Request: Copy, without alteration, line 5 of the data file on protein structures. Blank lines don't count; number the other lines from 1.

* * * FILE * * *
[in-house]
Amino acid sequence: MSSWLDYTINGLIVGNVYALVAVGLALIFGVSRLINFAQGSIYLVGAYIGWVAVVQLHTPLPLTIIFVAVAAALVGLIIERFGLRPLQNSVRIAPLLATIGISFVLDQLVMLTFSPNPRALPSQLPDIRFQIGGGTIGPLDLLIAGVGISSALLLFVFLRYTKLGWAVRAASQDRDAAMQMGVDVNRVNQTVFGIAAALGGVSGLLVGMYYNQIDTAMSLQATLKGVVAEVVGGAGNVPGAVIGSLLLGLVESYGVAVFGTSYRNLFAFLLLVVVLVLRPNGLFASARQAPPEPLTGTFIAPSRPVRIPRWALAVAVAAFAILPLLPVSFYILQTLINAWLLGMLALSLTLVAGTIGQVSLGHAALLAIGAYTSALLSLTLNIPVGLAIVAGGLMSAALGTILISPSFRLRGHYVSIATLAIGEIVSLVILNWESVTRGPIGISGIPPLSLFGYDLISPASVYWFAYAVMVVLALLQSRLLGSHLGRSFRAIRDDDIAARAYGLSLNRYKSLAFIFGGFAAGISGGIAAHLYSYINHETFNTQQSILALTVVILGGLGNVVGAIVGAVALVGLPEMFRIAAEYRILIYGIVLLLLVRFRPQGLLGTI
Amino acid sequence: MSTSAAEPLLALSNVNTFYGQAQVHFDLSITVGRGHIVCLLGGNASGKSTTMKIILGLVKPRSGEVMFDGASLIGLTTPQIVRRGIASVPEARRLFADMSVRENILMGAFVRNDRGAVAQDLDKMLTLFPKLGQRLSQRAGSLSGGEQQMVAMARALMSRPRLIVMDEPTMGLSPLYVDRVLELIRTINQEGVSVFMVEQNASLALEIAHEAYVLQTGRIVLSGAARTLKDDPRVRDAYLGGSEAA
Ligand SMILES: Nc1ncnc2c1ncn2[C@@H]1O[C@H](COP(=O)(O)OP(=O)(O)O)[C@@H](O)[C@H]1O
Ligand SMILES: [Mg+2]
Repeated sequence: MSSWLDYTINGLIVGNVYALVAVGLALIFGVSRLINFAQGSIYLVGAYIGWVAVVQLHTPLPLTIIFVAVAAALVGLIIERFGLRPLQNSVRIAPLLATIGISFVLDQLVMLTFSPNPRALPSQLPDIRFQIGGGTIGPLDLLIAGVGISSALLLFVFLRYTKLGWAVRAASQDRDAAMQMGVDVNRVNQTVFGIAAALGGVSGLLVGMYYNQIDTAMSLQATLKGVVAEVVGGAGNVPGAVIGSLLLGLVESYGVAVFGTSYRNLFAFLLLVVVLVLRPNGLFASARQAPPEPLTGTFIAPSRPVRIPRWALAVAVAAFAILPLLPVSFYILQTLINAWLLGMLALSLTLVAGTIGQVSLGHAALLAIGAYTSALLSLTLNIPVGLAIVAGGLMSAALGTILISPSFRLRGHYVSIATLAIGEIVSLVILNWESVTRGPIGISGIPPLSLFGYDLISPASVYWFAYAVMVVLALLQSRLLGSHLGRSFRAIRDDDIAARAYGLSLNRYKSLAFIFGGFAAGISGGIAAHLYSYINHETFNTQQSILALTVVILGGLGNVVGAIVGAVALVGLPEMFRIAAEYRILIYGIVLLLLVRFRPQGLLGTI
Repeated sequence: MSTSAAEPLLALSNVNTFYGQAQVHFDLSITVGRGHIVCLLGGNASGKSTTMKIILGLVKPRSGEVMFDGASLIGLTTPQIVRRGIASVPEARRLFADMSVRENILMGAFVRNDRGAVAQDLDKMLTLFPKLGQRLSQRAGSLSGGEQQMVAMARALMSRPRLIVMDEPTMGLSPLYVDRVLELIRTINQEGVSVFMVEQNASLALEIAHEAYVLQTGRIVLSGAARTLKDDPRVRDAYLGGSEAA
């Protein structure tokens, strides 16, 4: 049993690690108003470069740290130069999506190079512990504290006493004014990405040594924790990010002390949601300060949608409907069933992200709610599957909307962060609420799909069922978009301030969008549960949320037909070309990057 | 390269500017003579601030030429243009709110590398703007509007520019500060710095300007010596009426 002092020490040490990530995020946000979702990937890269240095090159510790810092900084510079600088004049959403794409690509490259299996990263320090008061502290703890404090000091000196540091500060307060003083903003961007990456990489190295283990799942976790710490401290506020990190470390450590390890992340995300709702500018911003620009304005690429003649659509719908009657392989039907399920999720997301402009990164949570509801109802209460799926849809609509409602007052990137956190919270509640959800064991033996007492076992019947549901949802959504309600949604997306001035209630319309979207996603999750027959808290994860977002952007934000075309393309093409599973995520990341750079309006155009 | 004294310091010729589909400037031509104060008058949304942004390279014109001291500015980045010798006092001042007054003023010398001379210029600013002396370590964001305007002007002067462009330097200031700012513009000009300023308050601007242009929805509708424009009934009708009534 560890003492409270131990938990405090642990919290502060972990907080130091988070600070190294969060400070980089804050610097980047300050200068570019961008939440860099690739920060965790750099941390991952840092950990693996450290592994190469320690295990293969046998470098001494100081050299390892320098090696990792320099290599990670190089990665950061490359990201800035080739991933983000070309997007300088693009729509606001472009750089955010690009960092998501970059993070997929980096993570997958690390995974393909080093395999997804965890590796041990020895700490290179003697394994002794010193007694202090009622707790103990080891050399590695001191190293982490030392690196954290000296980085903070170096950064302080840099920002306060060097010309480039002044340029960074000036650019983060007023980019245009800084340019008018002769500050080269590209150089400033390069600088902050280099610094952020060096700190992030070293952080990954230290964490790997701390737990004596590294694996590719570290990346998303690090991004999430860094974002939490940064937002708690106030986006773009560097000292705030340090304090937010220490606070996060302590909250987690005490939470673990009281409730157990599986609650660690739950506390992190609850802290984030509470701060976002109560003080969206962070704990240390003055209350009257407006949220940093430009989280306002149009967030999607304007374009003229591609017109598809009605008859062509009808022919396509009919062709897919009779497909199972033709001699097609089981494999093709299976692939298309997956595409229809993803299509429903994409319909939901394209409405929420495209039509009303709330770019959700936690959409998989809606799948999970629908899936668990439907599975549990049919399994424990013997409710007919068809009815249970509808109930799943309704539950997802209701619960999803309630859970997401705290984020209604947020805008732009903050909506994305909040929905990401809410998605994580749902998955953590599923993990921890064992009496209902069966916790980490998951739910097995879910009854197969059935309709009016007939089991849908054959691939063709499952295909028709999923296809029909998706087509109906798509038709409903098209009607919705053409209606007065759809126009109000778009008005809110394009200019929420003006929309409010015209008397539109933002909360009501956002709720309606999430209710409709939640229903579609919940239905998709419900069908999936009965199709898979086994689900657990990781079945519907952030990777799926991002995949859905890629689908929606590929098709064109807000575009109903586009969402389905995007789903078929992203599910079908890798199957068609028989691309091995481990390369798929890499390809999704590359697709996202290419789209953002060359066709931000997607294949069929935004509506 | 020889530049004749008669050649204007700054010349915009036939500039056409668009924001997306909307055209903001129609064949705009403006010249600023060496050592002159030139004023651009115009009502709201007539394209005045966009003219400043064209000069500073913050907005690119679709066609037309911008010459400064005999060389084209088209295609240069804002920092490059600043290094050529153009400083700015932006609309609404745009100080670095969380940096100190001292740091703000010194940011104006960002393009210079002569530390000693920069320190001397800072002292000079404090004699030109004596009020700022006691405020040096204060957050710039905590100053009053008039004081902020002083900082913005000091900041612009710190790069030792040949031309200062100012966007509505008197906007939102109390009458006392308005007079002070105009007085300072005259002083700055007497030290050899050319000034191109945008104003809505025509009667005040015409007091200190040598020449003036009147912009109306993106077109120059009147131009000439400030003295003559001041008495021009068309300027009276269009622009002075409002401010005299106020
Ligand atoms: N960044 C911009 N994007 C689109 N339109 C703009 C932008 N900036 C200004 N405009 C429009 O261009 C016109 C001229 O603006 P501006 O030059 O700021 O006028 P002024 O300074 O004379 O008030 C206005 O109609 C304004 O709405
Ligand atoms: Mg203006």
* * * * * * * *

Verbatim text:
Ligand SMILES: [Mg+2]